USP9X controls DNA replication fork stability and the replication stress checkpoint through Claspin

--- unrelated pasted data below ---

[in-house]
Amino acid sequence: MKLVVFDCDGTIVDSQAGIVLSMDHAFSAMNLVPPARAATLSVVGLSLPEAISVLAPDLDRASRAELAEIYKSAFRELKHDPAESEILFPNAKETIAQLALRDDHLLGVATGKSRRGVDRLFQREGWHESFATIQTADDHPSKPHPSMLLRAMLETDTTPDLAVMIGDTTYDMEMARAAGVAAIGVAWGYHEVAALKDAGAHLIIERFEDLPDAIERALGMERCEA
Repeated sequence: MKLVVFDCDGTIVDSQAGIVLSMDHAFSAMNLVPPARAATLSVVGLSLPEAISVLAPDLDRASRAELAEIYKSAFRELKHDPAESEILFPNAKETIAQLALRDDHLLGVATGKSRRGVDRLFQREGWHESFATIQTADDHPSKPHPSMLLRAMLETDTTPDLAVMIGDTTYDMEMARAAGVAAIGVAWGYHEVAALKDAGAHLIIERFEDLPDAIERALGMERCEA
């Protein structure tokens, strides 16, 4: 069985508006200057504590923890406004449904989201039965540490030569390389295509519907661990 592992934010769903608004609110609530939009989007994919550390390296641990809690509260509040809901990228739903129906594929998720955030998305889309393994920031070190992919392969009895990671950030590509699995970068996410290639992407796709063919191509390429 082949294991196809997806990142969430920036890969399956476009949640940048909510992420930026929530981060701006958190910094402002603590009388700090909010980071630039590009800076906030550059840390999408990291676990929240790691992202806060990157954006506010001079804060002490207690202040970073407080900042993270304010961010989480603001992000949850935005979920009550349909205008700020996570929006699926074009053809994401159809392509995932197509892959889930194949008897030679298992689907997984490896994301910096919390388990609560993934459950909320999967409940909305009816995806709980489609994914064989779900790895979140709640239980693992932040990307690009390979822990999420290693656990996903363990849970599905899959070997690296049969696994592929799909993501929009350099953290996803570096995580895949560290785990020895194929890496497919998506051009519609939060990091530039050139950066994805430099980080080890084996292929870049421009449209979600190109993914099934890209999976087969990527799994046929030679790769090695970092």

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Cells possess checkpoint pathways which are important for maintaining genome stability and preventing cancer. These signalling pathways include the ATR and CHK1 kinases which are activated in response to DNA damage or replication stress. Activation of CHK1 by ATR requires the mediator protein Claspin. Claspin also regulates the rate of fork progression during DNA replication. The levels of Claspin are cell cycle regulated and importantly Claspin is stabilised during S-phase. A growing number of ubiquitin ligases and deubiquitylating enzymes (DUBs) have been shown to affect Claspin stability, however how they cooperate in regulating Claspin levels remains unclear. In this thesis, I have characterised an affinity tagged overexpression system allowing for the induction of Claspin. I extensively optimised a purification protocol for this protein and using, SILAC, a quantitative proteomic approach, I identified several proteins that differentially co-purify with Claspin compared to control cells. Among these, I found a novel DUB, USP9X. I have confirmed by reciprocal immunoprecipitation experiments that it binds to Claspin. Using siRNA depletion and pharmacological inhibition strategies, I found that USP9X controls Claspin stability in an S-phase specific manner. I have also demonstrated that USP9X protects proteasome-dependent Claspin degradation. Using a DNA fiber spreading approach I have established that USP9X contributes to DNA replication fork stability. I have also established that USP9X contributes to the intra S-phase replication checkpoint response and the ability of a replication fork to recover following replication stress. Further still I have demonstrated that the depletion of USP9X leads to the spontaneous accumulation of DNA damage; however this damage can be significantly rescued with the simultaneous overexpression of Claspin. Therefore I propose that USP9X, through its role in the regulation of Claspin, is a novel player involved in the maintenance of genomic stability and in the DNA replication stress response pathway.